(No. M2005-1941-CCA-R3-DD Tennessee Court of Criminal Appeals, Circuit Court for Williamson County, Judge Russ Heldman)
Plaintiff Representation: Cassandra Stubbs, ACLU Capital Punishment Project; Kelly A. Gleason, Tennessee Post-Conviction Defender Office (Direct Representation); E. Covington Johnston, Jr., Attorney At Law
Appellee: State of Tennessee
Appellant: Richard C. Taylor
The ACLU Capital Punishment Project represented Richard Taylor, a schizophrenic, delusional and psychotic Tennessee death row inmate, in a direct appeal of his 2003 conviction for first degree murder.
Despite four prior judicial findings of incompetency, Taylor was permitted in 2003 to represent himself at his capital trial without even advisory counsel, despite the fact that he continued to make bizarre and delusional statements. Mr. Taylor represented himself at the two-day capital trial while wearing his prison uniform and sunglasses. Taylor called no witnesses, introduced no evidence, and presented no defense. The few cross-examination questions he posed during the guilt-innocence phase of his trial were delusional, and he was completely silent during the sentencing phase of the proceedings. The jury was never presented with compelling evidence of Taylor’s difficult childhood, suicide attempts, psychiatric hospitalizations or severe mental illness. Jurors deliberated for less than an hour before imposing the death sentence.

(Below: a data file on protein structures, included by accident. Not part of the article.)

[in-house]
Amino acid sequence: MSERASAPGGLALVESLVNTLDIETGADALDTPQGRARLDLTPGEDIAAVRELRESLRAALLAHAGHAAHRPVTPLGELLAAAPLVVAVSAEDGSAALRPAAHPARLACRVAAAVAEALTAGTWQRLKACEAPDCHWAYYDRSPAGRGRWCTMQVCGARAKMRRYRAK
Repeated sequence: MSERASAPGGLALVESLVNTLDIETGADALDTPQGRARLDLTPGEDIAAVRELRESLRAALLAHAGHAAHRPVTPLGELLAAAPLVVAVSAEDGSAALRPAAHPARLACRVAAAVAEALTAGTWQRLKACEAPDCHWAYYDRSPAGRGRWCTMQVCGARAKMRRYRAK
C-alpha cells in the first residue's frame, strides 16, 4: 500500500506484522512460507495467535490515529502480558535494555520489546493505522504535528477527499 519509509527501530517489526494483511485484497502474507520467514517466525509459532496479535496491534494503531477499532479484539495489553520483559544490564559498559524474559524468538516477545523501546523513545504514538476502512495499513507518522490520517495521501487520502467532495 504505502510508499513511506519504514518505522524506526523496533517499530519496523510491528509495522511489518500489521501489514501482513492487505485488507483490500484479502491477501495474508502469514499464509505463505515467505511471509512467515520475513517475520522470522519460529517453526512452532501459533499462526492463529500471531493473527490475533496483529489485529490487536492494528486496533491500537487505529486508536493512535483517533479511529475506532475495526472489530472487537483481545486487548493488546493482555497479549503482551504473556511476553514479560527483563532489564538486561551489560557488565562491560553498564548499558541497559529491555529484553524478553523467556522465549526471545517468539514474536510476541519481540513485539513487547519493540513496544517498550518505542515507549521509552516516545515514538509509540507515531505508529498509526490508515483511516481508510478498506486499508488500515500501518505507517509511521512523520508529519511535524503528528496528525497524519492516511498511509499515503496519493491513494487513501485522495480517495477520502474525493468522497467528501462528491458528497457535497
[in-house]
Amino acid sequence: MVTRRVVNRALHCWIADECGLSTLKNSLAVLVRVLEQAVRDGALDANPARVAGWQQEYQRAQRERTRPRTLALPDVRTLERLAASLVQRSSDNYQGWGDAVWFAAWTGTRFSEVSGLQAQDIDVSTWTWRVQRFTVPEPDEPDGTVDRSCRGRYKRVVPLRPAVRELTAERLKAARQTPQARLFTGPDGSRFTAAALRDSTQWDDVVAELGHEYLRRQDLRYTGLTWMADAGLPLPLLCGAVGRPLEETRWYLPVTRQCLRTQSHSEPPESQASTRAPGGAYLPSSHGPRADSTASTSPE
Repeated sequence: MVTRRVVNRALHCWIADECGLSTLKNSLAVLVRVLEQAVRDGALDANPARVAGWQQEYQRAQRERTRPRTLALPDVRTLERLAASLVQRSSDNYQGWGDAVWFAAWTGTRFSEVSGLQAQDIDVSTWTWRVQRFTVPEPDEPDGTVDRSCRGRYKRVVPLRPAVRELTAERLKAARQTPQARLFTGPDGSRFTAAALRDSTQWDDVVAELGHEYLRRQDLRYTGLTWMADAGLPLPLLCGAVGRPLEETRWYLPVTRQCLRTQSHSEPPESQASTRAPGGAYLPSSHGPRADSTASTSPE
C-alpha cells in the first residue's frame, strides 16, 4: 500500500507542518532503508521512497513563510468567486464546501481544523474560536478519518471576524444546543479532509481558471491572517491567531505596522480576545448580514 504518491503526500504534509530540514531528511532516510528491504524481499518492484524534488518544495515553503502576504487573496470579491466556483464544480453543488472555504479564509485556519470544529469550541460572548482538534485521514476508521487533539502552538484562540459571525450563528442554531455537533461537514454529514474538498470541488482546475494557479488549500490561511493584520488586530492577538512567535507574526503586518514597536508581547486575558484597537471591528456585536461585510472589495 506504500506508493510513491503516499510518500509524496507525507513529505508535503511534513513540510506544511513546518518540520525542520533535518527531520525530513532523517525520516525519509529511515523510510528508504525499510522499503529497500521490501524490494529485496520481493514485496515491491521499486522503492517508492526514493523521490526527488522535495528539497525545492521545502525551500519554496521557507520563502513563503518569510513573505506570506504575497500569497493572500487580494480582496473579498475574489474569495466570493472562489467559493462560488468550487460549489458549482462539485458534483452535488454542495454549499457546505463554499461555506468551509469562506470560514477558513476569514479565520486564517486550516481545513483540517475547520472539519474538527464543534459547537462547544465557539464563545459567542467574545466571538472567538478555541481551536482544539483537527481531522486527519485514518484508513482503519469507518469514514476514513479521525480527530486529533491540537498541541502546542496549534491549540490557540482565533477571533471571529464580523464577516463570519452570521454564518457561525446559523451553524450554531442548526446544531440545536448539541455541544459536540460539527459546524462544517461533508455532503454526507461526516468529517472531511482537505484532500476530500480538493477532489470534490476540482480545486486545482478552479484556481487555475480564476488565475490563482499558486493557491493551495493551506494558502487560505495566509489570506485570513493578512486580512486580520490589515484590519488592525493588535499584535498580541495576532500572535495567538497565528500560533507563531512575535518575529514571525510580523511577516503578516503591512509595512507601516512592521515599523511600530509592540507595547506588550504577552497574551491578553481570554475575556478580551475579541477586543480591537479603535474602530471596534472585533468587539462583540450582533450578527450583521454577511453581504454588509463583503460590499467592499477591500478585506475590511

On March 7, 2008 the Tennessee Court of Criminal Appeals reversed his conviction and death sentence, concluding that a number of significant errors were made during his 2003 trial. Those errors included the denial of his constitutional right to counsel at a pre-trial competency hearing, the failure of the trial court to hold a competency hearing during the trial, and the failure of the trial court to appoint advisory counsel.
In exchange for a life sentence, Taylor pled guilty on June 3, 2008, to the 1981 murder of a prison guard — a crime committed only after prison officials stopped giving Taylor his anti-psychotic medication. The life plea is a great result for Mr. Taylor, whose serious mental illness infected every step of his case, from the crime through two trials and 27 years of litigation. His case demonstrates the fundamental unfairness of seeking the death penalty against the severely mentally ill.
Death Sentence Of Mentally Ill Man Reversed (March 11, 2008)